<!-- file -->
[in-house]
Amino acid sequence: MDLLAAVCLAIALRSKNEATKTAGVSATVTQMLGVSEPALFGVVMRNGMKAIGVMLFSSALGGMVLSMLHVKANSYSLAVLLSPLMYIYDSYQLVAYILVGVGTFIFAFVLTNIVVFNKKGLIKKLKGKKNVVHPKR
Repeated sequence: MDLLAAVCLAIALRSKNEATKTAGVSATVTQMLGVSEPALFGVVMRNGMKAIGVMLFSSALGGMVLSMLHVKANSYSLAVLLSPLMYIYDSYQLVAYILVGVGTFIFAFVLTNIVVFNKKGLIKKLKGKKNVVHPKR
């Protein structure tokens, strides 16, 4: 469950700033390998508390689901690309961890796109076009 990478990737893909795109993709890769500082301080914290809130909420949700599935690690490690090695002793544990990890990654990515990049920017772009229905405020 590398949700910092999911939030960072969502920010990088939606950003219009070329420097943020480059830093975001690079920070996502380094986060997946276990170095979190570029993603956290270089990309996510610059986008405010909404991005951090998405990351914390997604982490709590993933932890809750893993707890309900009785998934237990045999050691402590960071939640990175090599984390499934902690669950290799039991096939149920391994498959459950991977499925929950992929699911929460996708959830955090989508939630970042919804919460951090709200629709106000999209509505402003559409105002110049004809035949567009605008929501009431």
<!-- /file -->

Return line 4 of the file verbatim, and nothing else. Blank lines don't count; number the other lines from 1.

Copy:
């Protein structure tokens, strides 16, 4: 469950700033390998508390689901690309961890796109076009 990478990737893909795109993709890769500082301080914290809130909420949700599935690690490690090695002793544990990890990654990515990049920017772009229905405020 590398949700910092999911939030960072969502920010990088939606950003219009070329420097943020480059830093975001690079920070996502380094986060997946276990170095979190570029993603956290270089990309996510610059986008405010909404991005951090998405990351914390997604982490709590993933932890809750893993707890309900009785998934237990045999050691402590960071939640990175090599984390499934902690669950290799039991096939149920391994498959459950991977499925929950992929699911929460996708959830955090989508939630970042919804919460951090709200629709106000999209509505402003559409105002110049004809035949567009605008929501009431």